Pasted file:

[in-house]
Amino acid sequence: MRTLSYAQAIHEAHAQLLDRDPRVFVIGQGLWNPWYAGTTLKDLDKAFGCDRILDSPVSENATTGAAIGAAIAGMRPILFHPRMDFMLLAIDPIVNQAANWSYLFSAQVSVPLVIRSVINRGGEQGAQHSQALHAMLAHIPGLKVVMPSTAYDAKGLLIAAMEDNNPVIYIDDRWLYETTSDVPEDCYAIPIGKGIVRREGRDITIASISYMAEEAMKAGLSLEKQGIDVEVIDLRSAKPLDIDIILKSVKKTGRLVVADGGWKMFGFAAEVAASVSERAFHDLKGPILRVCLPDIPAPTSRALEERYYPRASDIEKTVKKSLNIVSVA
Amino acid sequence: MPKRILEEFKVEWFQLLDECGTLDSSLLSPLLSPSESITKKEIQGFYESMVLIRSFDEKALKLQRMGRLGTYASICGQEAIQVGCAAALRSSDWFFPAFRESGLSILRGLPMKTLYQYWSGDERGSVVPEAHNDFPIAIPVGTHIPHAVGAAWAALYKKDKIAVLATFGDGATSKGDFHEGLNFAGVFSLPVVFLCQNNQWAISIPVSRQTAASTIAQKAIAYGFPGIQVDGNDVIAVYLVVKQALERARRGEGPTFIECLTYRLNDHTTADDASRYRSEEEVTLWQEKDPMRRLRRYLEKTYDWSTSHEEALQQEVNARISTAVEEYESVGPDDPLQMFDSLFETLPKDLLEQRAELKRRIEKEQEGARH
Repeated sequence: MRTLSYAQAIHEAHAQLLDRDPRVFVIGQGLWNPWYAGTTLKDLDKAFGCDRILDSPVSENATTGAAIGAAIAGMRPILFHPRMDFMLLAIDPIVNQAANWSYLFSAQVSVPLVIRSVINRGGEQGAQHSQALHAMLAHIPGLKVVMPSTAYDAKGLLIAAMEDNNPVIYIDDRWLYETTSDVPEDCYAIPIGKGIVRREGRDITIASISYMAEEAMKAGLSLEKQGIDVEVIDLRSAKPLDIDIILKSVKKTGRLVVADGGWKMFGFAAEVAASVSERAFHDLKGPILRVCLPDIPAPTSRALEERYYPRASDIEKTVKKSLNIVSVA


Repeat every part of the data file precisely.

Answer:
[in-house]
Amino acid sequence: MRTLSYAQAIHEAHAQLLDRDPRVFVIGQGLWNPWYAGTTLKDLDKAFGCDRILDSPVSENATTGAAIGAAIAGMRPILFHPRMDFMLLAIDPIVNQAANWSYLFSAQVSVPLVIRSVINRGGEQGAQHSQALHAMLAHIPGLKVVMPSTAYDAKGLLIAAMEDNNPVIYIDDRWLYETTSDVPEDCYAIPIGKGIVRREGRDITIASISYMAEEAMKAGLSLEKQGIDVEVIDLRSAKPLDIDIILKSVKKTGRLVVADGGWKMFGFAAEVAASVSERAFHDLKGPILRVCLPDIPAPTSRALEERYYPRASDIEKTVKKSLNIVSVA
Amino acid sequence: MPKRILEEFKVEWFQLLDECGTLDSSLLSPLLSPSESITKKEIQGFYESMVLIRSFDEKALKLQRMGRLGTYASICGQEAIQVGCAAALRSSDWFFPAFRESGLSILRGLPMKTLYQYWSGDERGSVVPEAHNDFPIAIPVGTHIPHAVGAAWAALYKKDKIAVLATFGDGATSKGDFHEGLNFAGVFSLPVVFLCQNNQWAISIPVSRQTAASTIAQKAIAYGFPGIQVDGNDVIAVYLVVKQALERARRGEGPTFIECLTYRLNDHTTADDASRYRSEEEVTLWQEKDPMRRLRRYLEKTYDWSTSHEEALQQEVNARISTAVEEYESVGPDDPLQMFDSLFETLPKDLLEQRAELKRRIEKEQEGARH
Repeated sequence: MRTLSYAQAIHEAHAQLLDRDPRVFVIGQGLWNPWYAGTTLKDLDKAFGCDRILDSPVSENATTGAAIGAAIAGMRPILFHPRMDFMLLAIDPIVNQAANWSYLFSAQVSVPLVIRSVINRGGEQGAQHSQALHAMLAHIPGLKVVMPSTAYDAKGLLIAAMEDNNPVIYIDDRWLYETTSDVPEDCYAIPIGKGIVRREGRDITIASISYMAEEAMKAGLSLEKQGIDVEVIDLRSAKPLDIDIILKSVKKTGRLVVADGGWKMFGFAAEVAASVSERAFHDLKGPILRVCLPDIPAPTSRALEERYYPRASDIEKTVKKSLNIVSVA